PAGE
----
Population Health Data Overload: 5 Ways to Stay Afloat in the Big Data Sea

Posted on January 26, 2016

We live in an abundance of data. It surrounds us—in structured and unstructured forms and in a variety of places, in warehouses, EHRs and within cloud-based analytics platforms. We’re swimming in data and with the sheer amount of data we come into contact with on a daily basis, you can go from swimming to sinking quickly.

One of the chief complaints about big data is that there is so much available to us that we become overwhelmed and unable to take action on it. Instead of adding value to our interventions, services and other applications it becomes fruitless and flat. In population health, the useful data draught is epidemic, to say the least.

There’s enough data to fill an ocean and yet, even when data is accessible, it’s often not strung together in ways that are useful and meaningful, let alone interoperable with other systems. We’re often hamstrung by our inability to access and parse data together, so we use expensive in-field research projects or we settle for something less because something is better than nothing right?

Unfortunately, there is no magic bullet solution for many of the data issues we’re facing in health care. We’re forced to think strategically and carefully about our data choices to ensure that we’re making the most of all of the data resources available. So, how can you avoid being stranded in the sea of data?

Here we offer five tips for sailing through the big data sea without feeling overwhelmed:

  1. Establish Patient-Centric Outcomes. Make patient-centricity the organizing principle of how you approach data collection. Design goals, interventions and strategies that reflect the needs of your population. Then, go back and find the data you need to uncover how to meet those identified needs.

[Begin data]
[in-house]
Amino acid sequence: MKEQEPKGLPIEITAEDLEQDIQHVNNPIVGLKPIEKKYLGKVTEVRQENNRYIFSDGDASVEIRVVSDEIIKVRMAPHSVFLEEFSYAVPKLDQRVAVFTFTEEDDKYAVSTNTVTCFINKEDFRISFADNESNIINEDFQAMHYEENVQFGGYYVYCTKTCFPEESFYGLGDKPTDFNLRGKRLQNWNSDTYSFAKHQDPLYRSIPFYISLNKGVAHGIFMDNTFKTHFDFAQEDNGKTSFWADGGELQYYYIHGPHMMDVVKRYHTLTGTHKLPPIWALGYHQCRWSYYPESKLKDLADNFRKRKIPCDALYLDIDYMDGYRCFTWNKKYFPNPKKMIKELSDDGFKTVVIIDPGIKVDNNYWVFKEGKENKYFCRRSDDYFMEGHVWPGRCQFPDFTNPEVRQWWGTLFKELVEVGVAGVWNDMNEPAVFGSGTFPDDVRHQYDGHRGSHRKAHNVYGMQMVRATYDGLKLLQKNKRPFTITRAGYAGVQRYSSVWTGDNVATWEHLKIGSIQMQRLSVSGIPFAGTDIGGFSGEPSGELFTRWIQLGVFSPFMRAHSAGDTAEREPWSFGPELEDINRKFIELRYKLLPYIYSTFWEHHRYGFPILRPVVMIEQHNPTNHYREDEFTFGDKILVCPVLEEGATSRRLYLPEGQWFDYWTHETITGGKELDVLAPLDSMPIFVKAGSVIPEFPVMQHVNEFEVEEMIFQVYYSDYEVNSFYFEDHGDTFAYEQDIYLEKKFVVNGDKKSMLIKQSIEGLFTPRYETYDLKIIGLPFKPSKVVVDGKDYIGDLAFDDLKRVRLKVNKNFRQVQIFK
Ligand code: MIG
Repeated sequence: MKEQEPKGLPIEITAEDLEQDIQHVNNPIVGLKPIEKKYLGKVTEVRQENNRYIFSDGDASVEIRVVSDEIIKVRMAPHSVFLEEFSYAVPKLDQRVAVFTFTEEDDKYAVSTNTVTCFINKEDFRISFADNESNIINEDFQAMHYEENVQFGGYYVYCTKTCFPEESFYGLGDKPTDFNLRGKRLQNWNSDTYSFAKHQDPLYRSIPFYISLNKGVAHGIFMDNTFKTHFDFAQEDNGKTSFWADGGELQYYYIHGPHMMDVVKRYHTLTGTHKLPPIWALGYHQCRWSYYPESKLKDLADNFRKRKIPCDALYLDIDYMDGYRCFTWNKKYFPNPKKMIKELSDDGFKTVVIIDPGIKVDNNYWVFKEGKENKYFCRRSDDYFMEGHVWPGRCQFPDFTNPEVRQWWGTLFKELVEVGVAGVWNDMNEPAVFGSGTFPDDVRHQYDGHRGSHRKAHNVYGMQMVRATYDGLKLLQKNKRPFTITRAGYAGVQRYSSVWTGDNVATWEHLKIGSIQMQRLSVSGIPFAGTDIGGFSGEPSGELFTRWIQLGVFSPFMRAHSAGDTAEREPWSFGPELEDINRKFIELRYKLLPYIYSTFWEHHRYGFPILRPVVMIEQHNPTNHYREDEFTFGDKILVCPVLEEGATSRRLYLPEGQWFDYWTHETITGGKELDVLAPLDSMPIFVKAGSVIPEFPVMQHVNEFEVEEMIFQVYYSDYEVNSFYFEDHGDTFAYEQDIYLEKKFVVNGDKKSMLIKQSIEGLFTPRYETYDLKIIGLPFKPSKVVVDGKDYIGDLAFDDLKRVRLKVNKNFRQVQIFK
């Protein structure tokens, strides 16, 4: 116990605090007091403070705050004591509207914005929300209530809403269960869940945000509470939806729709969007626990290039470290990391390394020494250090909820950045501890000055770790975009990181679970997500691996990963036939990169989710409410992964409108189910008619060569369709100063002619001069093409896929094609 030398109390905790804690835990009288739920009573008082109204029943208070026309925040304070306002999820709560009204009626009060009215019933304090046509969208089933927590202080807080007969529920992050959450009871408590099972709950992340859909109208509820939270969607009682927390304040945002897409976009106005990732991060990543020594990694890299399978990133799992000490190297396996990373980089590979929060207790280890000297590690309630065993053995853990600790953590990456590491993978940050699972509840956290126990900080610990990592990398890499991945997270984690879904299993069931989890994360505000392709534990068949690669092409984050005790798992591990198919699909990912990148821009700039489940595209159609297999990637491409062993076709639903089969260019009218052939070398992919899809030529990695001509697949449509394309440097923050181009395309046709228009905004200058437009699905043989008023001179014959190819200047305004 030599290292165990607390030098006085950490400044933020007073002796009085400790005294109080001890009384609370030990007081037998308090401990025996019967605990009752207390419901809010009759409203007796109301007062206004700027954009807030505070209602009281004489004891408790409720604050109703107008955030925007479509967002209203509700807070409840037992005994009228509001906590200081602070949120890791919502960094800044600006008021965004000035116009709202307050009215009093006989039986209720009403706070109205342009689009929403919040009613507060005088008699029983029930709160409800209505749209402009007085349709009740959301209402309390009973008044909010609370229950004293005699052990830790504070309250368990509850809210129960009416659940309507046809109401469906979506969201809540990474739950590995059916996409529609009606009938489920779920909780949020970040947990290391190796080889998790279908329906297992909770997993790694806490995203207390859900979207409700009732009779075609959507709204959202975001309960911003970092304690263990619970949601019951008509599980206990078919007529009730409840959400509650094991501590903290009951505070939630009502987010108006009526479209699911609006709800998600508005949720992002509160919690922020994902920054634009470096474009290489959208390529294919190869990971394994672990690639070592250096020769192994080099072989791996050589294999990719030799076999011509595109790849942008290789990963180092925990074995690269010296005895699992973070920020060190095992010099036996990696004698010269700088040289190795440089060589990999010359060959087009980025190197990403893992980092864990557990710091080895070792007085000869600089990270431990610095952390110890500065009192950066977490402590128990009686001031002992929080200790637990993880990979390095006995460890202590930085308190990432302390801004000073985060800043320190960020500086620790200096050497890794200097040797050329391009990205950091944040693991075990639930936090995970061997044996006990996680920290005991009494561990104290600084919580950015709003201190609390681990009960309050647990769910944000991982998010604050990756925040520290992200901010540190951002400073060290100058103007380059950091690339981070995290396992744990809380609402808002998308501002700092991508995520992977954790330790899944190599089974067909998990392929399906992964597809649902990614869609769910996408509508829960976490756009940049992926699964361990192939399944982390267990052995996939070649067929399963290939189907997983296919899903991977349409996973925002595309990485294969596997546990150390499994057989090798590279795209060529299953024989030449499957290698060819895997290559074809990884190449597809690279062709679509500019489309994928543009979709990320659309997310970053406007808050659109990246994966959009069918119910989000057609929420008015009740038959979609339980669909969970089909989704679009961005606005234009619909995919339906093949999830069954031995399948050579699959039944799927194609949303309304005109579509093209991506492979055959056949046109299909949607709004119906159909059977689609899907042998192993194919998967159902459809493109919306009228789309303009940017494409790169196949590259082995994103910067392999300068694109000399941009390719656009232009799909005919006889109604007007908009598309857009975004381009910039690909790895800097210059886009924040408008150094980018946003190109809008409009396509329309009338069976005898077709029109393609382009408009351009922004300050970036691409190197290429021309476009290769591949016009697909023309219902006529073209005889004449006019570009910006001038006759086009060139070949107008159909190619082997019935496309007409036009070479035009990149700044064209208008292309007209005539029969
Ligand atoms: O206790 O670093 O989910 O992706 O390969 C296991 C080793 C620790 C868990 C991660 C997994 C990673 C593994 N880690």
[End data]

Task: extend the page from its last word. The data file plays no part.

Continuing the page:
2. Use Only the Data You Need. Narrow the scope of needed data further to only those measures or data points that are relevant to the objective at hand. When you focus on the needs of your patient populations, your outcomes will be greater than using a generalized data strategy. Instead of a constant loop of all data structures, you’ll be keyed into to those data sources only relevant to your populations.
  3. Visualize Your Data. It’s common knowledge that visuals are far more tangible than words. Consider using a data visualization service like Tableau that will allow you to see data in ways that are meaningful and useful to your patient-centric goals.
  4. Integrate Syndicated Survey Data. Most of the time, when we think of secondary data, we think of publicly available data that doesn’t reflect the true needs of our population. This leads to a great deal of interesting but often irrelevant-to-the-goal data resources. By integrating syndicated survey data into your strategy, you can tailor the data definitions to ensure you’re capturing insights only relative to your populations. For example, instead of viewing all diabetics in the state of Nevada, you can look for Type II Diabetics within Reno Over Age 35 who are Uninsured. Specificity is your friend with syndicated survey data.
  5. Focus on the Outcome when Analyzing Data. Use the patient-centric outcomes you established when analyzing datasets before making plans, strategies or interventions. Look at all of the data holistically, ensuring all pieces of the puzzle are in place to get a clear picture of the population before taking action.


By following these five tips you’ll be able to stay above the fray and keep patient needs top of mind.

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